Lambda the Ultimate

inactiveTopic Scripting and .NET
started 7/17/2002; 6:55:34 AM - last post 7/17/2002; 6:55:34 AM
Dan Shappir - Scripting and .NET  blueArrow
7/17/2002; 6:55:34 AM (reads: 1581, responses: 0)
Scripting and .NET
The Microsoft .NET platform has a set of classes that offers the benefits of Active Scripting without the drawbacks. This set of classes, named Visual Studio® for Applications (VSA), provides a pluggable IDE and debugger for Visual Basic® .NET. But support for a hosted design-time environment is only half of the VSA story. The other half is the runtime. It doesn't come with an IDE or a debugger, but it is freely available with the standard .NET platform and has been engineered as the .NET replacement for the COM-based Active Scripting architecture.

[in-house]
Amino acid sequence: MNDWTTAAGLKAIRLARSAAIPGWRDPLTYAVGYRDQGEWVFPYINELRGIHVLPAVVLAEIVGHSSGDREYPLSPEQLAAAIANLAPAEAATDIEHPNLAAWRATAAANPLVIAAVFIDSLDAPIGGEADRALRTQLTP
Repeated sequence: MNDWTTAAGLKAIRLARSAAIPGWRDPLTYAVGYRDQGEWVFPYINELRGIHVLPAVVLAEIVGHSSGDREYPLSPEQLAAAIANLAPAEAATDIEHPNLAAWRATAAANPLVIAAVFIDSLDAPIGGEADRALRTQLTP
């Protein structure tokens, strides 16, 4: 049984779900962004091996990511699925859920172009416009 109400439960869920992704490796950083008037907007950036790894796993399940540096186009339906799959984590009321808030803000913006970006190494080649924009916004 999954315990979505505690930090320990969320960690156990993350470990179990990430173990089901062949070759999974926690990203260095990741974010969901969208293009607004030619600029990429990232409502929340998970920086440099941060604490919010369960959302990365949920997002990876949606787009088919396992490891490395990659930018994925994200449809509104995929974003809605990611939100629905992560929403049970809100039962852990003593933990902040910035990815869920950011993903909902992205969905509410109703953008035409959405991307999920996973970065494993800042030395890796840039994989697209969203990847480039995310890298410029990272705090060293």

While the interfaces look similar, the implementation of scripting on .NET appears to be very different than COM Active Scripting. First, the scripting languages are the same VB.NET and JScript.NET that you use in VS.NET, not a limited subset. second, the code is compiled to a native .NET assembly and executes as native code. Third, .NET allows scripts to directly access all of the .NET BCL, including the interop layer (I'm not sure how script "safety" is enforced in this environment.)

Posted to cross-language-runtimes by Dan Shappir on 7/17/02; 6:57:02 AM